How Understanding Drishti Can Help Your Yoga Practice
Drishti is a Sanskrit word that means “vision” or “observation.” In yoga, drishti refers to the eyes’ focus in various asanas (yoga poses). Drishti helps to keep the mind from wandering during yoga practice, and it also helps to improve balance and alignment.
It is a specific point to lock your eyes or inner vision on to that is used most commonly during meditation or while holding a yoga posture. The ancient yogis discovered that where our eyes are directed our attention naturally follows, and that the quality of our gazing is directly reflected in the quality of our mental thoughts.
For those newer to the practice, we look at the most common gazing points:
1. Nasagra Drishti: This Drishti involves focusing on the nose’s tip. Practice Nasagra Drishti by gazing at the tip of your nose when you are in Urdhva Mukha Svanasana (upward-facing dog pose).
2. Bhrumadhya Drishti: This Drishti involves focusing the internal gaze on the space between the eyebrows, or the energetic center known as the third eye. Practice gazing toward the third eye, or Ajna chakra, during meditation, fish pose, and the forward fold.
3. Nabhi chakra Drishti: This Drishti involves gazing at the navel. Practice gazing directly at your navel, or your Manipura chakra, during Adho Mukha Svanasana (downward-facing dog pose).
4. Hastagrai Drishti: This Drishti involves focusing the gaze on the tops of the hands. In Trikonasana (triangle pose), gaze at your top hand with your arm extended toward the sky.
5. Padayoragrai Drishti: This Drishti involves focusing the gaze on the toes. Practice gazing at your big toes in a seated forward bend, like Paschimottanasana.
6. Parsva Drishti: This Drishti involves focusing the gaze to the left or right. In any seated or reclined spinal twists, gaze sideways to the left or the right, depending on the direction in which you are twisting.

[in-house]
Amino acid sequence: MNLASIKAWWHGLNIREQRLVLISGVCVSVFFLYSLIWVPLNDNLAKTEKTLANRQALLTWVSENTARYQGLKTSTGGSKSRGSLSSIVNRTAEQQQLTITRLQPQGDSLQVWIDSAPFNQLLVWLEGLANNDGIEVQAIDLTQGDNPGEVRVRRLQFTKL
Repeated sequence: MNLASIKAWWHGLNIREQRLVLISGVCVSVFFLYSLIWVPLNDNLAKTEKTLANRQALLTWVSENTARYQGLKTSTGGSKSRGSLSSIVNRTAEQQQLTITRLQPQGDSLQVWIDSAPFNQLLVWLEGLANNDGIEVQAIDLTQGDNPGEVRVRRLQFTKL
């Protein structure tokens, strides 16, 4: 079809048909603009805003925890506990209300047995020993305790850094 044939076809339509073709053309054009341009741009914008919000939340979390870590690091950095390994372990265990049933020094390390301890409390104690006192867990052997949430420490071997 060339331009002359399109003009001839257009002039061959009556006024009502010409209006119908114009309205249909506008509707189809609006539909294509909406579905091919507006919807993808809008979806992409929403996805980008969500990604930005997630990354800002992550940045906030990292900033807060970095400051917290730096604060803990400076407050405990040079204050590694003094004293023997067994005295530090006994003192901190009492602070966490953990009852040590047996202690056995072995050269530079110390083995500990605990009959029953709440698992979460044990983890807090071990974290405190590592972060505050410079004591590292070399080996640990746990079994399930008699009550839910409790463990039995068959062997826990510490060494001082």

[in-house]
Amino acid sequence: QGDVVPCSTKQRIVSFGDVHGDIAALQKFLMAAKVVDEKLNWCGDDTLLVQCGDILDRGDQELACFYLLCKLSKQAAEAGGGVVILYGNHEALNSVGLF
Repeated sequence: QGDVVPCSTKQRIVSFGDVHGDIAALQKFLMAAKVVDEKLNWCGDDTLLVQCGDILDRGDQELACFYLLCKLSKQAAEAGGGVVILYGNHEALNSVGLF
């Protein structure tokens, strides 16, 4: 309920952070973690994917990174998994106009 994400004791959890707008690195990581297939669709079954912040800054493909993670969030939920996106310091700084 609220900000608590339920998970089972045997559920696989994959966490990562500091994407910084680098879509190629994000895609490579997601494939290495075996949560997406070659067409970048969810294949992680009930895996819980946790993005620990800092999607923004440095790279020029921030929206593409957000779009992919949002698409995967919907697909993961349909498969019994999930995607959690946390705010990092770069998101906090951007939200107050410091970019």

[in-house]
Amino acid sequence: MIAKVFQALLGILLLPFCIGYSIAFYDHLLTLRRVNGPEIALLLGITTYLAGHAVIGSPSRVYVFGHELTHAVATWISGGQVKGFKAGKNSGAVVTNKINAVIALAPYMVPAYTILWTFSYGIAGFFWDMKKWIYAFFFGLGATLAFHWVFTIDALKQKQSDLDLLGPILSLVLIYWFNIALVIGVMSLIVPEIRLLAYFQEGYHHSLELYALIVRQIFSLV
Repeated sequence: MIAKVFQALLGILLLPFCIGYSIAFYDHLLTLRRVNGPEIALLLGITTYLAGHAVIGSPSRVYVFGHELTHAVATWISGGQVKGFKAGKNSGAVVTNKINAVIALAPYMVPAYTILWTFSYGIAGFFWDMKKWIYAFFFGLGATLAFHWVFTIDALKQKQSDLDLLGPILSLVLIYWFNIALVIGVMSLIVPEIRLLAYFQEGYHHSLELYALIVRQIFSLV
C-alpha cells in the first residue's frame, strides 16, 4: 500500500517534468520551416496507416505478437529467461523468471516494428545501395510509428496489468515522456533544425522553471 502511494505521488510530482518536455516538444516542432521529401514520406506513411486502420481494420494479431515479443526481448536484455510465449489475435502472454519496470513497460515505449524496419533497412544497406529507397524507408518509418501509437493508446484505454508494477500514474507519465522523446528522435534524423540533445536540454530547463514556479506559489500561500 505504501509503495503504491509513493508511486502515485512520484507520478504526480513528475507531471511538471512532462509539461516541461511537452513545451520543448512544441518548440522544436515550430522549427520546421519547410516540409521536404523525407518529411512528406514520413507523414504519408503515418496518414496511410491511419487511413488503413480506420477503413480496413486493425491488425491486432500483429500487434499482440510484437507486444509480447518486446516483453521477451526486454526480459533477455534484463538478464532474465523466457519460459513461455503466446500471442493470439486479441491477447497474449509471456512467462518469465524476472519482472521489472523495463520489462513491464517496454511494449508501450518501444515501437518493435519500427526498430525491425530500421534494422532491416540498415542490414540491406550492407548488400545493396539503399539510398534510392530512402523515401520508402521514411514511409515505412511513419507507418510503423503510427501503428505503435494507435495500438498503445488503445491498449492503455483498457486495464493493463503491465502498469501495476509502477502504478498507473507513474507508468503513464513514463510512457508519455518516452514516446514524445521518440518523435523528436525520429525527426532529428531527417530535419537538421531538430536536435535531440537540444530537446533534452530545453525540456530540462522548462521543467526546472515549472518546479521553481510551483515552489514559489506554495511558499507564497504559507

7. Angusthamadhye Drishti: This Drishti involves focusing the gaze on the thumbs. During Surya Namaskars (sun salutations), gaze at your thumbs as you transition from mountain pose to a standing forward fold. You can also gaze at the thumbs in Utkatasana (chair pose).
8. Urdhva Drishti: This Drishti involves gazing up toward the sky. Practice this gaze in Virabhadrasana I (warrior I pose) and Navasana (boat pose).
Find Your Focus Using Drishti
There are several advantages to using drishti in your yoga practice. Drishti can help improve your focus and your concentration. It can also help to improve your posture and your breathing. If you are new to yoga, it is essential to find a comfortable position that you can maintain for the duration of your practice. Once you have found your place, you can begin to focus on your breath. Inhale and exhale deeply, and focus on the movement of your breath.
The Power Yoga Co. is a yoga studio in London. We aim to provide the necessary information and best practices to students wanting to become masters at doing their yoga practice while keeping themselves safe. Learn about the basics of Drishti today by booking a class on our website.